Robert Boyd

Money woes likely to hobble NASA's planned moon mission

NASA, with its history of landing men on the moon and producing Mars rovers that last far longer than they were designed to, helped cement America's reputation as the world's technological leader. But a series of money woes threaten its hopes of remaining the globe's leader in space exploration. There's not enough money for a new moon landing and science missions are running way over budget. | 09/03/09 16:35:00 By - Robert S. Boyd

Germ phobes can't win: We're all host to trillions of microbes

Scientists are beginning a large-scale effort to identify and analyze the vast majority of cells in or on your body that aren't of human origin. Only about 10 percent of the trillions of cells that make up a person are truly human, researchers say. The other 90 percent are bacteria, viruses and other microbes. | 08/27/09 14:53:00 By - Robert S. Boyd

Drop in world temperatures fuels global warming debate

Has Earth's fever broken? Official government measurements show that the world's temperature has cooled a bit since reaching its most recent peak in 1998. That's given global warming skeptics new ammunition to attack the prevailing theory of climate change. | 08/19/09 16:03:00 By - Robert S. Boyd

Science called key to economic, energy, health care challenges

Science and technology are key to solving the interconnected challenges of the economy, energy, climate change and health care, President Barack Obama's science advisers said this week. | 08/07/09 16:48:00 By - Robert S. Boyd

Gravity wells could provide 'parking lots' for spaceships

Some NASA folks call them "parking lots" in space. They're unusual locations where gravity loses its pull and a spaceship can loiter, rather like a marble at the bottom of a cup, without using a lot of fuel. Three of them are 930,000 miles outside Earth's orbit. One is between the Earth and the sun, and another is hidden on the far side of the sun. | 07/14/09 15:45:00 By - Robert S. Boyd

New wonder material, one-atom thick, has scientists abuzz

Imagine a carbon sheet that's only one atom thick but is stronger than diamond and conducts electricity 100 times faster than the silicon in computer chips. | 07/08/09 14:47:00 By - Robert S. Boyd

DNA's repair system studied in hopes of better cancer treatments

For a human cell, this is a scary world. Each of the 60 trillion or so cells in the average person's body is damaged tens of thousands, perhaps a million, times a day, scientists say. The results can be deadly. | 07/01/09 15:48:00 By - Robert S. Boyd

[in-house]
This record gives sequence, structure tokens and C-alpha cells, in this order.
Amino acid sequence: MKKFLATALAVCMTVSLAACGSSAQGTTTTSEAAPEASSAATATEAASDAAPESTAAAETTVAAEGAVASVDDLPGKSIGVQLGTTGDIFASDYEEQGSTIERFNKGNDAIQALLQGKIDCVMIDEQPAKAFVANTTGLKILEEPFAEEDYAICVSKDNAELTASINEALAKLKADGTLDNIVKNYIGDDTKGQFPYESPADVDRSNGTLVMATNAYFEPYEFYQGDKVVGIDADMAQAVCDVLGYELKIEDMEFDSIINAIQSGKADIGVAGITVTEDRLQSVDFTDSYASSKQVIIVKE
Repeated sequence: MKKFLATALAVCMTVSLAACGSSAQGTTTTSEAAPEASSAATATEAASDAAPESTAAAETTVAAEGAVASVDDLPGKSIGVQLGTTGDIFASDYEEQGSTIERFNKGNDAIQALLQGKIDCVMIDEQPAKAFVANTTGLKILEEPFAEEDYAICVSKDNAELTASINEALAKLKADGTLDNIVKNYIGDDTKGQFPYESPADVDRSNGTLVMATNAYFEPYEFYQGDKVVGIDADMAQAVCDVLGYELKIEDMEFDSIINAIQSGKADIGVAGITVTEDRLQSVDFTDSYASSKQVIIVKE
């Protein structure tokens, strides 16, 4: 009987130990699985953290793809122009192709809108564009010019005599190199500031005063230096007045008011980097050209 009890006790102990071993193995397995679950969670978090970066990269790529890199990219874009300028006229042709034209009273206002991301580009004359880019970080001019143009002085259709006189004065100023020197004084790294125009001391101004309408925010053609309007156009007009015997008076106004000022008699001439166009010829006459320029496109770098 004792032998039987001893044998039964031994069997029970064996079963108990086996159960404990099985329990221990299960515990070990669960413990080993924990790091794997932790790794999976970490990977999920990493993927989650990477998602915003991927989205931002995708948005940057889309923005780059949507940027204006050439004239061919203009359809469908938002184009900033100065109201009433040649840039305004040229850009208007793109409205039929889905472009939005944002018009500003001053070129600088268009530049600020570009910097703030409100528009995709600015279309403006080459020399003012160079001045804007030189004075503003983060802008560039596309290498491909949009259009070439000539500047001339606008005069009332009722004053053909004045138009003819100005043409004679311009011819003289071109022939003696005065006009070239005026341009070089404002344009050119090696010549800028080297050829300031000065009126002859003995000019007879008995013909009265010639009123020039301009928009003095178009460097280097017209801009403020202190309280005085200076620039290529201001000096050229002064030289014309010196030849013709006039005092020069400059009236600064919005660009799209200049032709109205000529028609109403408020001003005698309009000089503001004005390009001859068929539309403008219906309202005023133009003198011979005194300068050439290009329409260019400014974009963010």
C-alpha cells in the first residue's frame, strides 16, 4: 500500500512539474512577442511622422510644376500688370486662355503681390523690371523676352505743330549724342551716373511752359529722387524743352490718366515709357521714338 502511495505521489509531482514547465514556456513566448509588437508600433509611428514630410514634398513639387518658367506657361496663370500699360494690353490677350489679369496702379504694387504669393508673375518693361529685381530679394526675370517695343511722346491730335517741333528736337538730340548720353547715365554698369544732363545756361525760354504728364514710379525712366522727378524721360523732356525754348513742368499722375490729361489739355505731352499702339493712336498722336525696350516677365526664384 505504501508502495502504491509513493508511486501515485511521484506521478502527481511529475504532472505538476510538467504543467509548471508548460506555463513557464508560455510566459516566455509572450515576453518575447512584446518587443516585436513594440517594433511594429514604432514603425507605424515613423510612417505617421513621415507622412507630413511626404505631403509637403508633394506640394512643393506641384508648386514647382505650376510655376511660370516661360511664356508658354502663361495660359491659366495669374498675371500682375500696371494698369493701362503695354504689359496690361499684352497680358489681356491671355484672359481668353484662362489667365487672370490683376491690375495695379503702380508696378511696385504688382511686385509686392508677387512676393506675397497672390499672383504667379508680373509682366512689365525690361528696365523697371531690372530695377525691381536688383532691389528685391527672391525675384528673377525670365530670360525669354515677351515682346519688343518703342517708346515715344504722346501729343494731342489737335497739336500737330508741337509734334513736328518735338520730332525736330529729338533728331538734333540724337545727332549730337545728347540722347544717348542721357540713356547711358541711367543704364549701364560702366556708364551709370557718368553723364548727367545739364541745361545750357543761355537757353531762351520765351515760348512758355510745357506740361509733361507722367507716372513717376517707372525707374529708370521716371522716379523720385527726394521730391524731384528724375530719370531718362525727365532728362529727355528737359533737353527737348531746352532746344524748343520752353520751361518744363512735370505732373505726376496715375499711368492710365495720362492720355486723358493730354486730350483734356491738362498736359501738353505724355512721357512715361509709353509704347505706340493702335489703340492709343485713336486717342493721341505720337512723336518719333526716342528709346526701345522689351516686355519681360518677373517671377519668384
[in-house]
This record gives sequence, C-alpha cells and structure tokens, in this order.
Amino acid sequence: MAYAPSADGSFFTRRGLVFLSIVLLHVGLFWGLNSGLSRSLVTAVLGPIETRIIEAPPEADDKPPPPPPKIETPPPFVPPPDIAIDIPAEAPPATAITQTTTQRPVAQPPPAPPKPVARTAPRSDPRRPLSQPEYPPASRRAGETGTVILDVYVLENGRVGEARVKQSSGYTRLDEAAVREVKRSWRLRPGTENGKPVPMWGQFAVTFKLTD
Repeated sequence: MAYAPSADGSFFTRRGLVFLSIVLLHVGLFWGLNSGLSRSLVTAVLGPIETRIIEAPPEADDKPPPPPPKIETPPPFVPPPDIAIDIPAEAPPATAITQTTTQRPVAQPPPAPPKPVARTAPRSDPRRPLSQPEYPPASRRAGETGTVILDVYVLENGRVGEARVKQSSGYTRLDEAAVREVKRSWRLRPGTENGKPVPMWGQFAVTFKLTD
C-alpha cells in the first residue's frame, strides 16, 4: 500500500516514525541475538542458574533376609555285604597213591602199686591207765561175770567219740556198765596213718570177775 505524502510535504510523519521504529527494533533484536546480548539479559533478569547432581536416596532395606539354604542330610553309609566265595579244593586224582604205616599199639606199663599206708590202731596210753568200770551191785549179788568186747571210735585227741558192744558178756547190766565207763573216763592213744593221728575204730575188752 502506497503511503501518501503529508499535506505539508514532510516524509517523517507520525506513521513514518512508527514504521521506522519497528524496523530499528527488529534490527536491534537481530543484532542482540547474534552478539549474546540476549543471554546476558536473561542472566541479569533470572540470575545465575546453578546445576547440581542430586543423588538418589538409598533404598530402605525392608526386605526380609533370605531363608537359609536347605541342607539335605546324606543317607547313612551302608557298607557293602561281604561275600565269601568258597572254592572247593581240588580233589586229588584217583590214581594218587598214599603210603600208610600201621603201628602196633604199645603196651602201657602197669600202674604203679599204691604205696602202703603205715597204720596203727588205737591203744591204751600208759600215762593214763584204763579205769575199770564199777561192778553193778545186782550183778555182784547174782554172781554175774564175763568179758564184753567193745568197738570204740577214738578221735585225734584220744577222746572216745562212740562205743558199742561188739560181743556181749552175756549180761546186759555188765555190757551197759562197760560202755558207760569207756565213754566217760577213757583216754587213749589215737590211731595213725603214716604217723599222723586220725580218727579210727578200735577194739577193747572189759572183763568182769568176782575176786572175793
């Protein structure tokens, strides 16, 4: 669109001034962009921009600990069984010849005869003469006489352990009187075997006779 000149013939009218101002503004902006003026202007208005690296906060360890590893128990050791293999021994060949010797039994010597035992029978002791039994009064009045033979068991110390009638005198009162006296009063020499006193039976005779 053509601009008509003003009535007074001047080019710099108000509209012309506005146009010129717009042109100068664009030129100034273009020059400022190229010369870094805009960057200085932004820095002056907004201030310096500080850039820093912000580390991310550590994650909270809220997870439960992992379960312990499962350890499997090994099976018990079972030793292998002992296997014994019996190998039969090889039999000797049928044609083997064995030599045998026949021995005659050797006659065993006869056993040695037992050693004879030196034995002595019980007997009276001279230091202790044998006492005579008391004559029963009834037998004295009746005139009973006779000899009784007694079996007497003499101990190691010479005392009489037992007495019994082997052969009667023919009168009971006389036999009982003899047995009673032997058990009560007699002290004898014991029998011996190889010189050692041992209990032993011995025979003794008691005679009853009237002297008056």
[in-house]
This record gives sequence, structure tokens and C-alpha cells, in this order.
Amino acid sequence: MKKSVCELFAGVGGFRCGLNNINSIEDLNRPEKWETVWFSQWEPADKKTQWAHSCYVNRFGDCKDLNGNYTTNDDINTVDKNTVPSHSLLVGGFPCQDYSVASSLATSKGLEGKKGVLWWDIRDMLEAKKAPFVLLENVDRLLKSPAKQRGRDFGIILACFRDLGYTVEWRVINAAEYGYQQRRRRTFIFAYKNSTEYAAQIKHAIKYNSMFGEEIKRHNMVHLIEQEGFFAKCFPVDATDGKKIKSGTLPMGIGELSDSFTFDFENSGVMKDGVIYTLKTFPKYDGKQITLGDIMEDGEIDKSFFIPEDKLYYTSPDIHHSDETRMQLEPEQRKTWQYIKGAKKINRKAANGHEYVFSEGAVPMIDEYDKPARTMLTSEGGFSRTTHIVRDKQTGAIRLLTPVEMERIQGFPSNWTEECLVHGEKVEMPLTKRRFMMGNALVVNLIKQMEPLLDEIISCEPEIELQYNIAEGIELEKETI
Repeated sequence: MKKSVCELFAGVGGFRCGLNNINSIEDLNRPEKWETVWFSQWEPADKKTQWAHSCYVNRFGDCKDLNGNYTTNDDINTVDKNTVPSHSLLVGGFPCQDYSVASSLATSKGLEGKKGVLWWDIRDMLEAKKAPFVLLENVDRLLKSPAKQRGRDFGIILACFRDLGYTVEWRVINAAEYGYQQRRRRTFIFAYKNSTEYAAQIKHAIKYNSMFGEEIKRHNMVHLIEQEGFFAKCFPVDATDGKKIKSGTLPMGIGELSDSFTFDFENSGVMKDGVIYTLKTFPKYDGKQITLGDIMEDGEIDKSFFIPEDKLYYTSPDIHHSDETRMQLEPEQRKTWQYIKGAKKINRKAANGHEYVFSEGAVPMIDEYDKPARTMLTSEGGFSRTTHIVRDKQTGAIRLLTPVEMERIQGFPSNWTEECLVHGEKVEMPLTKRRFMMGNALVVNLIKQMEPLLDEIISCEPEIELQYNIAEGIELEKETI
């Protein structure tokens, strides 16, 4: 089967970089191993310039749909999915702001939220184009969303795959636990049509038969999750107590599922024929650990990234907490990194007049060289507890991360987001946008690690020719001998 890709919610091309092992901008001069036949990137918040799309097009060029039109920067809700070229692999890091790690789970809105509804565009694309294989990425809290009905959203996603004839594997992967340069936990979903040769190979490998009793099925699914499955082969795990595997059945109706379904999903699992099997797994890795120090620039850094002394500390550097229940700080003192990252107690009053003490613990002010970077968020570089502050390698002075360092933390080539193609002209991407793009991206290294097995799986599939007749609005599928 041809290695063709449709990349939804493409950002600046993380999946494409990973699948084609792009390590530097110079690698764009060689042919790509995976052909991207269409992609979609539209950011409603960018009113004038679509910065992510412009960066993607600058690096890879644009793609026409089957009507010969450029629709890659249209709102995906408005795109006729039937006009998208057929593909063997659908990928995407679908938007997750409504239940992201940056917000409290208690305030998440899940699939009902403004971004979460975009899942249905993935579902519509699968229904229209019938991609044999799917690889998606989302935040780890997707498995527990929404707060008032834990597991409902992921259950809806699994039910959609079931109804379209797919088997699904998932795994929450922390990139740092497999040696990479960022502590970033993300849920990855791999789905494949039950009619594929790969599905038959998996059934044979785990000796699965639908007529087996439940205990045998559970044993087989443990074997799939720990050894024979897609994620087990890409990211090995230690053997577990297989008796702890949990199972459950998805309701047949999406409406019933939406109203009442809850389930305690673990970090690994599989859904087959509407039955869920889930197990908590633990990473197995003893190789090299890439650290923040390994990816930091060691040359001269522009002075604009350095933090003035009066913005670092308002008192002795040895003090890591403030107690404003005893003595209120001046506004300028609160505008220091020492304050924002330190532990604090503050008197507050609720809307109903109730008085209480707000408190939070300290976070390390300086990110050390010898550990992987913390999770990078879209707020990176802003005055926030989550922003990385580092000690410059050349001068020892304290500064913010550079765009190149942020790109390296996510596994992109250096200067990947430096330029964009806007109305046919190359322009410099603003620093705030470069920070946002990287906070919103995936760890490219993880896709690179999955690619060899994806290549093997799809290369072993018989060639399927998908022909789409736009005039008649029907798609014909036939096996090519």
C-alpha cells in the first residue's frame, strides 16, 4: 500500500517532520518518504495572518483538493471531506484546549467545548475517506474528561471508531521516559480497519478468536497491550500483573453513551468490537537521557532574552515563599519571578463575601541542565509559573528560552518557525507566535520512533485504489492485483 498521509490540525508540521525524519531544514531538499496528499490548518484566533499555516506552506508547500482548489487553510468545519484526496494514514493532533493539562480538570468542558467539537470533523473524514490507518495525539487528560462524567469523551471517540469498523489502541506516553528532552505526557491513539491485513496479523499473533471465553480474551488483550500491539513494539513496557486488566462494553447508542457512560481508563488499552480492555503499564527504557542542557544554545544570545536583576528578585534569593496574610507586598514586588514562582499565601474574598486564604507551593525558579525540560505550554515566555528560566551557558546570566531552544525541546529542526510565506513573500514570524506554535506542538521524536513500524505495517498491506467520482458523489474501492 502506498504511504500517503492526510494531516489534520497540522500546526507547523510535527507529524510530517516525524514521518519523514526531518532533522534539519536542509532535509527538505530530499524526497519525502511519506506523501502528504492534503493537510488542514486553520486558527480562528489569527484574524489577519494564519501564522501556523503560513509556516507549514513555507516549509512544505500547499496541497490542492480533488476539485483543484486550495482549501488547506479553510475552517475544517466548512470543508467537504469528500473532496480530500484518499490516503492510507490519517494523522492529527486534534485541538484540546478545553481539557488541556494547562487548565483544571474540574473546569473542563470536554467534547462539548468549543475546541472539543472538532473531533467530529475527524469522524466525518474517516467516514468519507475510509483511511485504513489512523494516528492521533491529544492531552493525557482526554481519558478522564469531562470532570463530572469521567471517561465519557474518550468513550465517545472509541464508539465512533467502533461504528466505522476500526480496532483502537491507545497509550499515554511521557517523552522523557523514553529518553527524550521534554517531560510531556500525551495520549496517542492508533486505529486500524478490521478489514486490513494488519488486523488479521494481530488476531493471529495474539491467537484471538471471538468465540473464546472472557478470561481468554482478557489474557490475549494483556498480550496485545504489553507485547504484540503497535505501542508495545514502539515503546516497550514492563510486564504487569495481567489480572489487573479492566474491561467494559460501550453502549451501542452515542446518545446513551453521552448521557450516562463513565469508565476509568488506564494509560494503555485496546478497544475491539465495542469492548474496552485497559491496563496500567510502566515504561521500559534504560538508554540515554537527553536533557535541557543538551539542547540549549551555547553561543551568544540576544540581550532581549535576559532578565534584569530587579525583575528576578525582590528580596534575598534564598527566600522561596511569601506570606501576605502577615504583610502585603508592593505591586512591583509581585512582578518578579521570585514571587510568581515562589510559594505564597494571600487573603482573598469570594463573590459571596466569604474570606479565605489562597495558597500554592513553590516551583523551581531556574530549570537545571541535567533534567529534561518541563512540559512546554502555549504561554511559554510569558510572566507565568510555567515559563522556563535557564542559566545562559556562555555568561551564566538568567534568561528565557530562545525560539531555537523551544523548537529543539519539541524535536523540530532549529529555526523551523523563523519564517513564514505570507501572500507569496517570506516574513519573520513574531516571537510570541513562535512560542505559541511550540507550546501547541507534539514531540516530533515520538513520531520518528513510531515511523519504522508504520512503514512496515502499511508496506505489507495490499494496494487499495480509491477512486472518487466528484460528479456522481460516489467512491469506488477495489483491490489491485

When shuttle retires, who will deliver in space?

NASA is turning to private space companies to plug a worrisome five-year gap in its ability to boost astronauts into orbit and return them safely to Earth. | 06/26/09 15:26:00 By - Robert S. Boyd

Not space junk yet: Mars rovers carry on despite age, ailments

In one of the most remarkable engineering feats of our time, the aging Mars rovers Spirit and Opportunity are still taking orders and sending home pictures more than five years after they were supposed to turn into slabs of space junk. | 06/23/09 14:56:00 By - Robert S. Boyd

New era of gene-based 'personalized medicine' dawning

Since scientists announced six years ago the completion of the Human Genome Project, a historic effort to decipher each of the 3 billion letters in the genetic instruction book for our species, thousands of people have submitted DNA to a wide array of follow-on studies. That's opened a new era of "personalized medicine'' that seeks to tailor therapies to patients based on their unique genetic makeups and medical histories. | 06/10/09 15:44:00 By - Robert S. Boyd

Patenting human genes thwarts research, scientists say

Rapid advances in biology and genetics are raising fresh concerns about the spreading practice of patenting human genes. The U.S. Patent and Trademark Office has granted patents to at least 4,382 human genes, including genes related to Alzheimer's, asthma, cancer, muscular dystrophy and other serious diseases. | 06/03/09 14:39:00 By - Robert S. Boyd

Finally, space station gets to fulfill its science mission

On Wednesday, three astronauts — a Russian, a Canadian and a Belgian — are to ride a Russian Soyuz spacecraft from Kazakhstan up to the nearly completed space station, the first long-term human habitat in space. They're due to arrive Friday morning. When they join the three others already on board, it'll be the first time the space station has had a full crew complement. | 05/26/09 15:40:00 By - Robert S. Boyd

It's nature's law: When people arrive, animals vanish

It seems to be a law of nature that when people come, animals go. It happened in the past, and it's happening again now. | 05/19/09 15:53:00 By - Robert S. Boyd

Europe is about to take an astronomical lead over U.S.

The world's astronomers are about to get a trio of powerful new eyes on the sky that can see better and farther than existing space telescopes. | 05/04/09 15:30:00 By - Robert S. Boyd

Q&A: The facts and fiction about swine flu

Here are some questions and answers about the science of swine flu — the H1N1 virus that's sweeping the world. | 04/29/09 15:45:00 By - Robert S. Boyd

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